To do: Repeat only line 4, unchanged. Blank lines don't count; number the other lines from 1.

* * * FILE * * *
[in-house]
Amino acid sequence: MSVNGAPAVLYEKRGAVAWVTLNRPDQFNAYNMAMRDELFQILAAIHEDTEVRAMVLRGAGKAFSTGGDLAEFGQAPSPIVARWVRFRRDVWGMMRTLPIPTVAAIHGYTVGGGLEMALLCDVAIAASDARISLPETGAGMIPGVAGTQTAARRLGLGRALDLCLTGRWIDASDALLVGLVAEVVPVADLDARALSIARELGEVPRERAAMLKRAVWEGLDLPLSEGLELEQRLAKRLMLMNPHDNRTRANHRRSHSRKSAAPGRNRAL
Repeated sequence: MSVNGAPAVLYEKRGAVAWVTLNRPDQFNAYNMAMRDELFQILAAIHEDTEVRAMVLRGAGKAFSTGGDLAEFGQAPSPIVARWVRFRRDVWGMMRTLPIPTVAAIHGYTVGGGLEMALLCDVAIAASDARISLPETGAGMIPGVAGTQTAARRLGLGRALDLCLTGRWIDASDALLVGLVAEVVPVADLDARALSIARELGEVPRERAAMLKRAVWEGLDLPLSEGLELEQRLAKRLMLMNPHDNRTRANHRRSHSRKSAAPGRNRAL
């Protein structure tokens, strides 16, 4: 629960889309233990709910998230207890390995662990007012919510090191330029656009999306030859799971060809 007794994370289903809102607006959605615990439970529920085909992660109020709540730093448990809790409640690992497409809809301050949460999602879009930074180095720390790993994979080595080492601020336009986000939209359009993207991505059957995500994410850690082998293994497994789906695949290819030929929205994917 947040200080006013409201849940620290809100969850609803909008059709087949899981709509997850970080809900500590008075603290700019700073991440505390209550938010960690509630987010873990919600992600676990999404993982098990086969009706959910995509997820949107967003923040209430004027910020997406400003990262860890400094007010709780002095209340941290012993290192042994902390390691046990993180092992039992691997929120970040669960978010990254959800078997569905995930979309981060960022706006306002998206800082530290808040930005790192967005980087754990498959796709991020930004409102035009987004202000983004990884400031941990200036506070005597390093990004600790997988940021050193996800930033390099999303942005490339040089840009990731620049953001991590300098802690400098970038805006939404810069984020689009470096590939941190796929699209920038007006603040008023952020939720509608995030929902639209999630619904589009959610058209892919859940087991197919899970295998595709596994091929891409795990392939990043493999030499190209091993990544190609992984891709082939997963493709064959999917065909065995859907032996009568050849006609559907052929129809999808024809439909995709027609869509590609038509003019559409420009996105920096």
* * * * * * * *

């Protein structure tokens, strides 16, 4: 629960889309233990709910998230207890390995662990007012919510090191330029656009999306030859799971060809 007794994370289903809102607006959605615990439970529920085909992660109020709540730093448990809790409640690992497409809809301050949460999602879009930074180095720390790993994979080595080492601020336009986000939209359009993207991505059957995500994410850690082998293994497994789906695949290819030929929205994917 947040200080006013409201849940620290809100969850609803909008059709087949899981709509997850970080809900500590008075603290700019700073991440505390209550938010960690509630987010873990919600992600676990999404993982098990086969009706959910995509997820949107967003923040209430004027910020997406400003990262860890400094007010709780002095209340941290012993290192042994902390390691046990993180092992039992691997929120970040669960978010990254959800078997569905995930979309981060960022706006306002998206800082530290808040930005790192967005980087754990498959796709991020930004409102035009987004202000983004990884400031941990200036506070005597390093990004600790997988940021050193996800930033390099999303942005490339040089840009990731620049953001991590300098802690400098970038805006939404810069984020689009470096590939941190796929699209920038007006603040008023952020939720509608995030929902639209999630619904589009959610058209892919859940087991197919899970295998595709596994091929891409795990392939990043493999030499190209091993990544190609992984891709082939997963493709064959999917065909065995859907032996009568050849006609559907052929129809999808024809439909995709027609869509590609038509003019559409420009996105920096």